# I Modal frequencies of a vibrating circular membrane? (DRUM)

1. May 22, 2017

### mikejm

I am in the process of trying to develop a modal drum synth. I have the following graphics as references for the frequencies of some of the first modes relative to the fundamental:

This is a good start. But I want to be able to model more modes than just that.

What is the formula required to calculate any mode as a multiplier of "f1" like above?

Eg. If I am wondering what the (7,1) mode is, how would I calculate that?

This article gets into it from what I can tell, but it's way over my head mathematically:
https://courses.physics.illinois.ed...p406pom_lecture_notes/p406pom_lect4_part2.pdf

Ideally I'd like a formula I can punch (2,1) into and get 2.14 (for example).

Any help? Very appreciated if so.

Thanks,
Mike

2. May 22, 2017

### mikejm

Here is the excerpt from that Physics 400 level course that I think summarizes the equations that are needed:

I never went past first year physics (biology & medicine guy) so I don't understand how to use these.

Any help?

If anyone has any medical questions I'm happy to answer those in return.

3. May 22, 2017

### Fred Wright

Your issue is how to compute $x_{mn}$, which is the n-th zero of the m-th order Bessel function. There is no simple formula to do this, however there are many resources that will do the dirty work for you. A Bessel function of the first kind, $J_m\left (x\right )$, looks kind of like a periodic function but whose y values cross the x axis at non-periodic x values. You don't need to know all about Bessel functions to solve your problem. There are online calculators that input m-n and spit back $x_{mn}$. Google "zeros of Bessel functions".
If you know how to program c++, the boost library has a function that does this as well.

4. May 22, 2017

### mikejm

Wow. This is way harder to do than I thought it would be. Okay. Thanks.

So I've looked into what you're describing a bit, and I can find three approaches to getting it done (none of which I actually understand ). I can't code anything except HTML lol.

(If you're wondering how I'm building a drum synth without knowing how to code, it's because I'm doing it in Reaktor which doesn't require coding so much as linking modules in a logical fashion to get the signal you want.)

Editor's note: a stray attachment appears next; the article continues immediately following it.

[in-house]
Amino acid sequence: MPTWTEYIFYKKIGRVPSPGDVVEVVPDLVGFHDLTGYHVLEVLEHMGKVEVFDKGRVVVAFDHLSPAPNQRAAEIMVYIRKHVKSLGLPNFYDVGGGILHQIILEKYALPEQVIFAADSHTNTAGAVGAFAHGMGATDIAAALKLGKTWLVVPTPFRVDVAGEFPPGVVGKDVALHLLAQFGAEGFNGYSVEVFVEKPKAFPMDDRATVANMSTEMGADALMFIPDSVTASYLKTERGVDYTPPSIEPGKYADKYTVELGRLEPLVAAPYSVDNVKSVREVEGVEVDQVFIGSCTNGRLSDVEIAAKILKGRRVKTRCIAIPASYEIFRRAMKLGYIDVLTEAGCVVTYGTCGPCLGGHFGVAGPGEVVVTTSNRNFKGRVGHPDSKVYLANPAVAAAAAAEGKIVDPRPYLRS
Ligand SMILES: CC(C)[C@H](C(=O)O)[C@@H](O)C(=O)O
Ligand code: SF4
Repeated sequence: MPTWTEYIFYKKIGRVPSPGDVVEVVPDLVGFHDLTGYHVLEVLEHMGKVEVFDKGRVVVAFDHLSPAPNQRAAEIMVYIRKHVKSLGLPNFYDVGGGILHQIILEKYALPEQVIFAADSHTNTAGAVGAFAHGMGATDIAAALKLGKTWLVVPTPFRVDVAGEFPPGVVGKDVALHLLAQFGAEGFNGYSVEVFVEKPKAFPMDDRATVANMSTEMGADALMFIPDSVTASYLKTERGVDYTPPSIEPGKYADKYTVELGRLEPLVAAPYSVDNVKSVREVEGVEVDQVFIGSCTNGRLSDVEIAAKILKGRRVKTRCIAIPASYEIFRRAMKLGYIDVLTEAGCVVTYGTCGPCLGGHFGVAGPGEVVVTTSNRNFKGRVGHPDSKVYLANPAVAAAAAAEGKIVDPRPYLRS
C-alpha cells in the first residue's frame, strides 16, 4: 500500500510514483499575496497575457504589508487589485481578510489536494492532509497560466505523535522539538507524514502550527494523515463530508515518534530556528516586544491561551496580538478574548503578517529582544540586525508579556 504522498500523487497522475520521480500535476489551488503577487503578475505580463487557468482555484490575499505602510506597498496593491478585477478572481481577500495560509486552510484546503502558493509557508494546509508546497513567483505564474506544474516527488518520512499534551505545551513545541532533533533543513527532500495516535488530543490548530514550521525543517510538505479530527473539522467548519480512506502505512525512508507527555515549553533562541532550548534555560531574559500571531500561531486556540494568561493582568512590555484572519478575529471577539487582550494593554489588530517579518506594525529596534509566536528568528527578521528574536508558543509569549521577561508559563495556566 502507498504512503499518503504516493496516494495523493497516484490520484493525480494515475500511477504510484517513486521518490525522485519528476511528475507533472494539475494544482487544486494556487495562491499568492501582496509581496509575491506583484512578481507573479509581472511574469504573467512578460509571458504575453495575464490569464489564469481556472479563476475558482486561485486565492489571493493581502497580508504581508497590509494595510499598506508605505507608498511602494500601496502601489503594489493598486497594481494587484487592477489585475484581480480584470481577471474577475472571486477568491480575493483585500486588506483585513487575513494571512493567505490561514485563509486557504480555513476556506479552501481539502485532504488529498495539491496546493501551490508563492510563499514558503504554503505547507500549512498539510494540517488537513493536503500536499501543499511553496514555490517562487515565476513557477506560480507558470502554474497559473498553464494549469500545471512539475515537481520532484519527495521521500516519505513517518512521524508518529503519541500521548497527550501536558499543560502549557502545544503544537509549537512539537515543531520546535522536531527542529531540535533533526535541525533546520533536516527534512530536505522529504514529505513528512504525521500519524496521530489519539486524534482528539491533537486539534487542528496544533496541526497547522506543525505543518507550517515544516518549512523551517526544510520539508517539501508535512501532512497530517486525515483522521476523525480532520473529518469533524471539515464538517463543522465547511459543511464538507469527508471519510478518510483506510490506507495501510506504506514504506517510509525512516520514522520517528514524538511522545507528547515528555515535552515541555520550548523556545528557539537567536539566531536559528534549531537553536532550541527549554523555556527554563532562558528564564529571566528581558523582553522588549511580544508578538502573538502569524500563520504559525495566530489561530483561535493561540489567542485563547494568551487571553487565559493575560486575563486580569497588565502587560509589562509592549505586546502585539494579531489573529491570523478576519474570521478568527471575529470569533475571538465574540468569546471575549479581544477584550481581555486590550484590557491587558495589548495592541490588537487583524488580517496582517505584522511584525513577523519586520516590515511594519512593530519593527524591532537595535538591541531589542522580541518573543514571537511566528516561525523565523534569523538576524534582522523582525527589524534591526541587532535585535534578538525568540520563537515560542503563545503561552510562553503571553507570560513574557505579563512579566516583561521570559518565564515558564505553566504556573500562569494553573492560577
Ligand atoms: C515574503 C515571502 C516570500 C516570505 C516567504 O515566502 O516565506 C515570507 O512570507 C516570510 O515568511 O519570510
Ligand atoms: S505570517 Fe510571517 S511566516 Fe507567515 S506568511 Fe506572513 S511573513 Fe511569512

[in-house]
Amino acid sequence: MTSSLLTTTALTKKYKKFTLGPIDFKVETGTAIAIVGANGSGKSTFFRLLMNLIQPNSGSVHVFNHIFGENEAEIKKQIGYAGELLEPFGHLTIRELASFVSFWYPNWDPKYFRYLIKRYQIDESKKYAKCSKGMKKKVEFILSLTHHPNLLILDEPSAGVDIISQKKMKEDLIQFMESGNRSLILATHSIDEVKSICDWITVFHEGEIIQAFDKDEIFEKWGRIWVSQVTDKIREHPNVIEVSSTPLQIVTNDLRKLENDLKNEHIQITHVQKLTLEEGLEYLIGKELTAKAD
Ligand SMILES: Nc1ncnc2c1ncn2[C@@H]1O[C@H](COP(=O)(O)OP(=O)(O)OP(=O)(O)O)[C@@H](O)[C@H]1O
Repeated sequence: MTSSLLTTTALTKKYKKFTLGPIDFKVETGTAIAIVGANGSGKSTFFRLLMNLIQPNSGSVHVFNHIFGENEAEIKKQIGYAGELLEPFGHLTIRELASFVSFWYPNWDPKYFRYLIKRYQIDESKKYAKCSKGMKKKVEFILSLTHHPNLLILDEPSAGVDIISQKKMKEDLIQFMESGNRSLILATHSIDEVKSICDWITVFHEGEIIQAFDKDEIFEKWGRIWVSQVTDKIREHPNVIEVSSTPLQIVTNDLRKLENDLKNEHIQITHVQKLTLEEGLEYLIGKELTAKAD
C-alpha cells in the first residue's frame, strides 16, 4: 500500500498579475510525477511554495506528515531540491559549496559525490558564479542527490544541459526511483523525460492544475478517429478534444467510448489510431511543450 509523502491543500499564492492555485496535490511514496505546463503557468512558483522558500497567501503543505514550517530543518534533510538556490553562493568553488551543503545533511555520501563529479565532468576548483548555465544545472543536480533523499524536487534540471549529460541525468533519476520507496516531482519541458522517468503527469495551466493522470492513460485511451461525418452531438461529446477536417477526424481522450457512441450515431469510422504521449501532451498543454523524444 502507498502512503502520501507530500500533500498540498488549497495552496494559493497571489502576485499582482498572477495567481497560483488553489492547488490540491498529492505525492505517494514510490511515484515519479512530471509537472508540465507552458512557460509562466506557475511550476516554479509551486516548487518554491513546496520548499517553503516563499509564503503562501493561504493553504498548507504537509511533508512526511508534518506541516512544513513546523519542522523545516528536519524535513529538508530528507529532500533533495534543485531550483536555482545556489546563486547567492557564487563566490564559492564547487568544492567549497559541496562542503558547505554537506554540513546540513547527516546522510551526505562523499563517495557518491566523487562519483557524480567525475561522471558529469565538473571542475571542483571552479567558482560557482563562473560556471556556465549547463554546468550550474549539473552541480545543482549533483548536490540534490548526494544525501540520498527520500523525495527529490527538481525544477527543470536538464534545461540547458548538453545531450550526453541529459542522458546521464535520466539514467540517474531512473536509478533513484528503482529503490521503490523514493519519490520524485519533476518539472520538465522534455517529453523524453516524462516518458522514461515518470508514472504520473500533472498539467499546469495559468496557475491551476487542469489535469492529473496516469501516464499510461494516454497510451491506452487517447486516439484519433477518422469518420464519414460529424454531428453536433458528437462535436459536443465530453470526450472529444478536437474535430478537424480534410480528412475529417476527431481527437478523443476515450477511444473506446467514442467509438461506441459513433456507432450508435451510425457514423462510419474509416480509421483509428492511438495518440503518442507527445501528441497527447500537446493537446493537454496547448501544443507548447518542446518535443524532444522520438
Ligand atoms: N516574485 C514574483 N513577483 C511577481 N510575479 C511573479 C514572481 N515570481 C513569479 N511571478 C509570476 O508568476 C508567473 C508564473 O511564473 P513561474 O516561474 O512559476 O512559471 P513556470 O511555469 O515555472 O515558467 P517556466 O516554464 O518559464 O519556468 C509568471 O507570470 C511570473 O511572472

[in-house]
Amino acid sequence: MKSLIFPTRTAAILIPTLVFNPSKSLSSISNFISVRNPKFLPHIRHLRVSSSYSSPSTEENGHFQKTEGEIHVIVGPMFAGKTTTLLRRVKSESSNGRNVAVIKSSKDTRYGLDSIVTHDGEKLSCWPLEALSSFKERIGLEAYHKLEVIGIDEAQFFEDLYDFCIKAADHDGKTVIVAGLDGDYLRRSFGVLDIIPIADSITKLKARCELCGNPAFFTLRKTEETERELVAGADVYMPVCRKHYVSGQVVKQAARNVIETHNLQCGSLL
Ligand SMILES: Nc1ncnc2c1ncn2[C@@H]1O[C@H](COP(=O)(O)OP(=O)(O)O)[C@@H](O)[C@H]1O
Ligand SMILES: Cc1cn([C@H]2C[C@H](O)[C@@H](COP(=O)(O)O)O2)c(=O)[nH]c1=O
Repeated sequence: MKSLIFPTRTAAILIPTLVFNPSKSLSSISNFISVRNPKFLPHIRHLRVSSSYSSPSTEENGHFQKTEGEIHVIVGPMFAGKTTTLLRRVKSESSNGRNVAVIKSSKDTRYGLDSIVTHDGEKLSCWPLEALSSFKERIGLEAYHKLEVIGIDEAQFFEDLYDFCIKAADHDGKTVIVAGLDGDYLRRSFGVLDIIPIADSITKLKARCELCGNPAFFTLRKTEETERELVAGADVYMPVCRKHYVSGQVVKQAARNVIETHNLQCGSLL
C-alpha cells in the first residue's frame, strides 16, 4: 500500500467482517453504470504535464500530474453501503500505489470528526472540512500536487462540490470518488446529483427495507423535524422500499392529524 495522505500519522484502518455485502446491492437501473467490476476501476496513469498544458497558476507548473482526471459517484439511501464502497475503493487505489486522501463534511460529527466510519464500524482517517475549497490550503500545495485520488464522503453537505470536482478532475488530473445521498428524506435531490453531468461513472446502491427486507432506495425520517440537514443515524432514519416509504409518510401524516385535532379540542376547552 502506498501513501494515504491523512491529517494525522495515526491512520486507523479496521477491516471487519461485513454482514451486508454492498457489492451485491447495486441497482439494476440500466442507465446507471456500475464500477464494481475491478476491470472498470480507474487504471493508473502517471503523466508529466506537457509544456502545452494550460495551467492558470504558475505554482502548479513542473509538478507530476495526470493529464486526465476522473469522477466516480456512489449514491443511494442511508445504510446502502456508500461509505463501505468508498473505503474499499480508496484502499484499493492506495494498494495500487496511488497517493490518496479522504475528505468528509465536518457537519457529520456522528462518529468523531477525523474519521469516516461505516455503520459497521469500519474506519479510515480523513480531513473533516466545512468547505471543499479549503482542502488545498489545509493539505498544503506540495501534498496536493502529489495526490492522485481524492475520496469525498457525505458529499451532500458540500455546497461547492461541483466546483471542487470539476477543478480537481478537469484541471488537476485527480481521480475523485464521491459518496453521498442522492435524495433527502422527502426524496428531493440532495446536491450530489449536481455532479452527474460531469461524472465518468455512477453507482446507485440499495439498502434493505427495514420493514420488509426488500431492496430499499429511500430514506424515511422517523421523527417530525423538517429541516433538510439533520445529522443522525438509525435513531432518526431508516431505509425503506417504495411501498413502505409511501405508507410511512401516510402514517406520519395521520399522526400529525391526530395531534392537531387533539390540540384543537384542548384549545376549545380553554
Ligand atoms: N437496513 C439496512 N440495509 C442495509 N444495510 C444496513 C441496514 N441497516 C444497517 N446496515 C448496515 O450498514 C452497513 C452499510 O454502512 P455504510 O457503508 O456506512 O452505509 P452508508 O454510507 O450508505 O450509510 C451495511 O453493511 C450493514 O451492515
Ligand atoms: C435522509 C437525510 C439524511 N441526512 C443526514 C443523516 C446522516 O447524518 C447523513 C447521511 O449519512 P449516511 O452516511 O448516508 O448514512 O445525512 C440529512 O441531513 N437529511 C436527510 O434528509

Anyway, here is what I've found:

1) Calculators
I found two Bessel calculators:
http://keisan.casio.com/exec/system/1180573472
http://www.mhtl.uwaterloo.ca/old/courses/me3532/js/bessel.html

The Casio one says it's for calculating zeros, but I don't know what to put in there to get what I want (or if it can give me what I want).

2) C++ with Boost
As you suggested, Fred, I found this page which seems to summarize a lot about Bessel functions and C+:
http://www.boost.org/doc/libs/1_62_0/libs/math/doc/html/math_toolkit/bessel/bessel_root.html

Is there a simple bit of code of command I could just plug in to get what I want?

3) Python with MPMath
I found this seemingly simple technique using "MPMath" for Python:
http://fredrik-j.blogspot.ca/2010/07/sage-days-23-and-bessel-function-zeros.html

He gives the following example of its utility:

>>> besseljzero(1,100)
314.9434728377671624580656

Is that what I want? Or would it get me what I want?

Which of those would likely be the easiest way to get what I want? Thanks again. Any further help would be appreciated. I feel like a toddler.

5. May 22, 2017

### Fred Wright

I think the easiest implementation for you is to go with the Casio calculator. In order to work that calculator enter m in the box that says "order $\nu$" and n in the box that says "ordinal number s", then press the "execute" button. Divide your answer by 2.4. Give it a go and compare with the $f_{mn}$ you already have.
Edit: The answer is by the red dot.

Last edited: May 22, 2017
6. May 22, 2017

### mikejm

Ha!

Well that is super easy. You just made my day Fred. That was a million times simpler than I was preparing for.

Thanks. Have a good one.

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